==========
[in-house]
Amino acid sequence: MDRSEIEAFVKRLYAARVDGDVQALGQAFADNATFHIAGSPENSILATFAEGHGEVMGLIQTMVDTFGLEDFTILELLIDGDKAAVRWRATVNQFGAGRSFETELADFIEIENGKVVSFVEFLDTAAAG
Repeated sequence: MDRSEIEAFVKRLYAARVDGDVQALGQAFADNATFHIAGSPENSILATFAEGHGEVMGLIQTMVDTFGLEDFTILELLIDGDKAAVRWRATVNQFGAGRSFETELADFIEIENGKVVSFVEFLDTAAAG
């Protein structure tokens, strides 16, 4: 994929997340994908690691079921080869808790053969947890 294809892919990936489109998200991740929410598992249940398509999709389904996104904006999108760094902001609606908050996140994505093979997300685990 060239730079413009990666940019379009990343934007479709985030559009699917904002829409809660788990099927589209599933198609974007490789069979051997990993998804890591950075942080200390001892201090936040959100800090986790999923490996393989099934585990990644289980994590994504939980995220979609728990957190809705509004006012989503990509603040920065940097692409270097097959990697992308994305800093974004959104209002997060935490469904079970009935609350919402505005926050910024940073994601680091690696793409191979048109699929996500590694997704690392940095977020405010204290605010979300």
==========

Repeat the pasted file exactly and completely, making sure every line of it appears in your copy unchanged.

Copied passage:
[in-house]
Amino acid sequence: MDRSEIEAFVKRLYAARVDGDVQALGQAFADNATFHIAGSPENSILATFAEGHGEVMGLIQTMVDTFGLEDFTILELLIDGDKAAVRWRATVNQFGAGRSFETELADFIEIENGKVVSFVEFLDTAAAG
Repeated sequence: MDRSEIEAFVKRLYAARVDGDVQALGQAFADNATFHIAGSPENSILATFAEGHGEVMGLIQTMVDTFGLEDFTILELLIDGDKAAVRWRATVNQFGAGRSFETELADFIEIENGKVVSFVEFLDTAAAG
């Protein structure tokens, strides 16, 4: 994929997340994908690691079921080869808790053969947890 294809892919990936489109998200991740929410598992249940398509999709389904996104904006999108760094902001609606908050996140994505093979997300685990 060239730079413009990666940019379009990343934007479709985030559009699917904002829409809660788990099927589209599933198609974007490789069979051997990993998804890591950075942080200390001892201090936040959100800090986790999923490996393989099934585990990644289980994590994504939980995220979609728990957190809705509004006012989503990509603040920065940097692409270097097959990697992308994305800093974004959104209002997060935490469904079970009935609350919402505005926050910024940073994601680091690696793409191979048109699929996500590694997704690392940095977020405010204290605010979300």